Now you do need people to come in for that some of the time and you need to manage and schedule it the other thing is the network.


The Serendipity.

So this is where it gets complicated.

You do not in my view need to go through a turnstile up a certain number of floors every single day to have Serendipity.

You can have what I would call Managed Serendipity.

Now I know that sounds a little bit less cute, but the bottom line of it is anyone that has kids knows that if you show or a, or a partner to be frank with you, you don’t have to show up all of the time that you have to show up meaningfully some of the time and be fully present.


Aunt with intent.

And my my belief is that this nowhere office is going to be a much more positive use of time and place.

It’s going to be much more integrated around what people and their different life stages and it’s going to be much more purposeful.


I think one of the things noting is that having an option to the office forces, good bosses to make the office special at doing what the office is, always done.

Good bosses.

And say what’s the office specialize in?


Does it specialize in hard work in pure productivity?

No does it specialize in soft work synchronicity?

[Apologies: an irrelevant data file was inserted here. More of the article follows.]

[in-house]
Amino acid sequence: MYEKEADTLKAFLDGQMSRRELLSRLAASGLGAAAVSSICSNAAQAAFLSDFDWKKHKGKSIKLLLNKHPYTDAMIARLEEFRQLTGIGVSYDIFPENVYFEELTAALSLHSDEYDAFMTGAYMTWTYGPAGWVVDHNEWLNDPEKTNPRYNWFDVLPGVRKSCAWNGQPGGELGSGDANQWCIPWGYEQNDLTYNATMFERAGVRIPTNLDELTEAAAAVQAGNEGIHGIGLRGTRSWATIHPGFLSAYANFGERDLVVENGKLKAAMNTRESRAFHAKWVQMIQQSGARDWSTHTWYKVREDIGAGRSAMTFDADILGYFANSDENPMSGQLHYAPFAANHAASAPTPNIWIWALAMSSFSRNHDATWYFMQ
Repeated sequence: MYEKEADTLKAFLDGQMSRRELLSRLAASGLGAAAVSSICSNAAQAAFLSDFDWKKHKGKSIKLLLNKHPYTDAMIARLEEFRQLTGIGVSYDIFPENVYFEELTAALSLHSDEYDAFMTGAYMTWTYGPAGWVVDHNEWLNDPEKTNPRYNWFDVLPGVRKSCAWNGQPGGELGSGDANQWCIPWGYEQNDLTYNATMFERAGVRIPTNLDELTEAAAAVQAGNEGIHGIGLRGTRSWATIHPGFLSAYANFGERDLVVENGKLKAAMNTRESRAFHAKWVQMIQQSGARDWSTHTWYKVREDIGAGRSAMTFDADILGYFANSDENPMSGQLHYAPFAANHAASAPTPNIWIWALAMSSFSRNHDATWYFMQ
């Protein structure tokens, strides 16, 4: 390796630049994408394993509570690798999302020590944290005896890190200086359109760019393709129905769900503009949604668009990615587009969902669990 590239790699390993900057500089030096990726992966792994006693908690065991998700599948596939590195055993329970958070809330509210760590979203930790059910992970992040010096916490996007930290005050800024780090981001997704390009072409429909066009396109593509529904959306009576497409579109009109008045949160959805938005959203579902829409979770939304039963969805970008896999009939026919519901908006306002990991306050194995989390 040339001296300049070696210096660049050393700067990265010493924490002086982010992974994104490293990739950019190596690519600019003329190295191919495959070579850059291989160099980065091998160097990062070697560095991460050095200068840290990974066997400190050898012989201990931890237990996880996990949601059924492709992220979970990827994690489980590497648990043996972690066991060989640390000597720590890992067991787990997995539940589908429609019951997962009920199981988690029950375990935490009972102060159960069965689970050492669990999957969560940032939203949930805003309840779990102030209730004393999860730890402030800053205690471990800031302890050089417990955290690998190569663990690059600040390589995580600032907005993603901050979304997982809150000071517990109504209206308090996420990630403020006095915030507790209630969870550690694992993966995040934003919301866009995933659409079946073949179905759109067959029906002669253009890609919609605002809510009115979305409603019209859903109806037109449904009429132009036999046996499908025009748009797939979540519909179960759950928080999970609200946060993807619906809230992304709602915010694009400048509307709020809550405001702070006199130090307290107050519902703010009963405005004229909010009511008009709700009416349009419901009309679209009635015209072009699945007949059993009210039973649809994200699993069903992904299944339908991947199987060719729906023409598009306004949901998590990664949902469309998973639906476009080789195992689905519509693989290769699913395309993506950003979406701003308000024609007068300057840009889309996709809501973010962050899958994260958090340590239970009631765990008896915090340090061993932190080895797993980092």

Having people doing the same things together?

Yes, that I think is what offices are good for and it reminds me several years ago, Google did a famous study where they wanted to learn what makes a good team and they came to the conclusion that the secret sauce is this thing called psychological safety.


What psychological safety.

Well, psychological safety basically means I can tell you my crazy ideas and you can tell me your crazy ideas and neither of our reactions will cause offense or have a chilling effect on the future.

Exchange of crazy ideas.

We are psychologically safe to brainstorm in this way.


Now I’m a fan of remote work, like, for the millionth time I work remotely, I use Twitter to find surprising ideas.

That is my way of essentially breaking down Silo walls.

But oh my God is Twitter and absolute hellscape.

Psychological safety.

It’s just one bad faith drive-by after another and the truth is there’s lots of groups lacks that aren’t much better.